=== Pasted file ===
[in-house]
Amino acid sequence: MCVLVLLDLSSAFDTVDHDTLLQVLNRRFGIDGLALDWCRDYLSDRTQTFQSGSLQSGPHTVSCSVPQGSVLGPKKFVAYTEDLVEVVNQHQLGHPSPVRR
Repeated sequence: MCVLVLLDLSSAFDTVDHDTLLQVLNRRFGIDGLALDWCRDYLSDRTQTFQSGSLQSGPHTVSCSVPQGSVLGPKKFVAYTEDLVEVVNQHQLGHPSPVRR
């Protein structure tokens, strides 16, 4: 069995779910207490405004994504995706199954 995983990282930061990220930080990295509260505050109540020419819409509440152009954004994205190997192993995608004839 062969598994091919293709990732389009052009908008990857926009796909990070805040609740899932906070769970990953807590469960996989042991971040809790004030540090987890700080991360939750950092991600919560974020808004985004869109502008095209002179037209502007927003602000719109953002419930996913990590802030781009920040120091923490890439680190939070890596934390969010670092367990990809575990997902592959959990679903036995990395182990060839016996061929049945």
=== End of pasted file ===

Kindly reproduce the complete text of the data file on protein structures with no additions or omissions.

[in-house]
Amino acid sequence: MCVLVLLDLSSAFDTVDHDTLLQVLNRRFGIDGLALDWCRDYLSDRTQTFQSGSLQSGPHTVSCSVPQGSVLGPKKFVAYTEDLVEVVNQHQLGHPSPVRR
Repeated sequence: MCVLVLLDLSSAFDTVDHDTLLQVLNRRFGIDGLALDWCRDYLSDRTQTFQSGSLQSGPHTVSCSVPQGSVLGPKKFVAYTEDLVEVVNQHQLGHPSPVRR
């Protein structure tokens, strides 16, 4: 069995779910207490405004994504995706199954 995983990282930061990220930080990295509260505050109540020419819409509440152009954004994205190997192993995608004839 062969598994091919293709990732389009052009908008990857926009796909990070805040609740899932906070769970990953807590469960996989042991971040809790004030540090987890700080991360939750950092991600919560974020808004985004869109502008095209002179037209502007927003602000719109953002419930996913990590802030781009920040120091923490890439680190939070890596934390969010670092367990990809575990997902592959959990679903036995990395182990060839016996061929049945």